Geoffrey Hill Biography


(British and Irish Poetry, Revised Edition)

Born on June 18, 1932, in the small market town of Bromsgrove, in Worcestershire, England, Geoffrey William Hill grew up in a nearby village, Fairfield, where his father worked as a police officer. A lonely, introspective child who often went for solitary walks, he sometimes recited to himself poetry from Oscar Williams’s A Little Treasury of Modern Poetry, English and American (1946), a popular collection stressing such modernists as Ezra Pound, T. S. Eliot, and William Carlos Williams.

Hill’s devotion to poetry continued after his enrollment at Keble College, Oxford, in 1950. Though not among the most active members of the young Oxford literary set, he concentrated on his English studies, acquiring a thorough knowledge of English literary and intellectual history. Under the aegis of Hall, a well-known poet and translator of Japanese literature, Hill published a few poems that at once attracted attention, but this success did not sway him from his intention to become a university teacher and scholar of English.

After graduation, he accepted a post in the English department of Leeds University, where he benefited from contact with G. Wilson Knight, generally regarded as the foremost twentieth century Shakespeare critic. Knight, like Hill, was a polymath interested especially in the religious and symbolic aspects of poetry. Under the stimulus of Knight, among others, Hill continued to write verse while earning a reputation as a difficult, immensely learned lecturer.

Hill married Nancy Whittaker in 1956, and the couple had four children. His career since the 1950’s has in essence continued the pattern laid down in his early adulthood, though the success of his verse has transformed him from an academic who writes poetry into a poet who also works as a scholar. In 1980, he was elected fellow of Emmanuel College, Cambridge, a college famous for its English faculty, like F. R. Leavis, one of the most formidable, controversial twentieth century critics. In 1987, he married Alice Goodman; the couple had one daughter. In 1988, he became university professor and professor of literature and religion at Boston University and later codirector of the Editorial Institute. In 2006, Hill moved back to Cambridge.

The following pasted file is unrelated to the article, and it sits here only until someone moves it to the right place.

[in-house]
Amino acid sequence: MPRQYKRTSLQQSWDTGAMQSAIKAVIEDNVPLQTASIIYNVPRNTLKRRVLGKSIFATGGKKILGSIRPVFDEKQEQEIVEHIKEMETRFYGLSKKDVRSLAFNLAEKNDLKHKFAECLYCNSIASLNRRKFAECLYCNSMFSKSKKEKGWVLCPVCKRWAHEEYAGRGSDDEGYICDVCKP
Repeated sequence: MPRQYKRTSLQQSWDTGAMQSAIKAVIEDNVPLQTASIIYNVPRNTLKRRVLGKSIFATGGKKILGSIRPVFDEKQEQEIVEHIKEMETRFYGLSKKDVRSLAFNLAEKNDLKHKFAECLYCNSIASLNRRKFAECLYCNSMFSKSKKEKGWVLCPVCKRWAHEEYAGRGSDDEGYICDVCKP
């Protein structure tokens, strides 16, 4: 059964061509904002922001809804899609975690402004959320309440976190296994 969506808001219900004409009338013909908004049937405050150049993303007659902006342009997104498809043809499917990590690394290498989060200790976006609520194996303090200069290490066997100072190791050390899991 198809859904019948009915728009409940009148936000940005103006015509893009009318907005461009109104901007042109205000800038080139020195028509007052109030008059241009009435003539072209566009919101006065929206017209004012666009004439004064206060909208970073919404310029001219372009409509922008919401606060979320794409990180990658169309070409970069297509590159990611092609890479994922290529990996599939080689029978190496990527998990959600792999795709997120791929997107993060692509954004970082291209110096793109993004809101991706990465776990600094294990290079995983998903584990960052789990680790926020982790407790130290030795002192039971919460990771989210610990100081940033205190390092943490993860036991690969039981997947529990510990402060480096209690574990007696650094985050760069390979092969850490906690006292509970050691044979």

(Great Authors of World Literature, Critical Edition)

Geoffrey William Hill was born into a working-class (“red brick”) British family, educated at Keble College, Oxford University, and subsequently spent his life in academe, from 1954 to 1980 at the University of Leeds in Yorkshire, where he rose to the rank of senior lecturer in English. He then accepted a position at Cambridge University as a university lecturer from 1980 to 1988. In 1988, he moved to the United States to become a professor of literature and religion at Boston University.

Hill is among England’s most highly decorated living poets. For the Unfallen earned him the E. C. Gregory Award for Poetry in 1961; King Log the Hawthornden Prize in 1969 and the Geoffrey Faber Memorial Prize in 1970; Mercian Hymns the Alice Hunt Bartlett Prize from the Poetry Society in 1971 and the Heinemann Award from the Royal Society of Literature in 1972; and Tenebrae the Duff Cooper Memorial Prize in 1979. Speech! Speech! was shortlisted for the T. S. Eliot Prize in 2001. In addition to such recognition of his individual works, Hill’s place in British letters has garnered him laurels such as the Loines Award from the American Academy and Institute of Arts and Letters in 1983 and the Ingram Merrill Foundation award in literature, 1985. His poetry is more highly rewarded than widely read, however, and more admired perhaps than liked. His place in British letters is as an academic poet writing for a highly literate and doggedly patient literary audience. Hill’s work is among the most difficult of postwar Britain.

The essay collection The Lords of Limit offers his readers a glimpse into the sensibility behind the poetry. In nine essays, drawn in part from his university lectures, Hill addresses a variety of works, ranging from the apparently accessible poetry of Jonathan Swift to two apparently intractable dramatic poems by Ben Jonson, Sejanus and Catiline. One comes away from the book less with clear explications in hand than with a sense of Hill’s conception of the literary art. It is when literature most stubbornly refuses to explain itself or be easily explained by a reader that Hill is intrigued. Poetry is to be read and reread and through that process understood, but never does high poetry lend itself to the kind of keen analysis and discrete exposition that has become standard in modern academic circles. Such an aesthetic should surprise none of Hill’s readers.

Considerable pleasures may be had from Hill’s poetry, but they come at...

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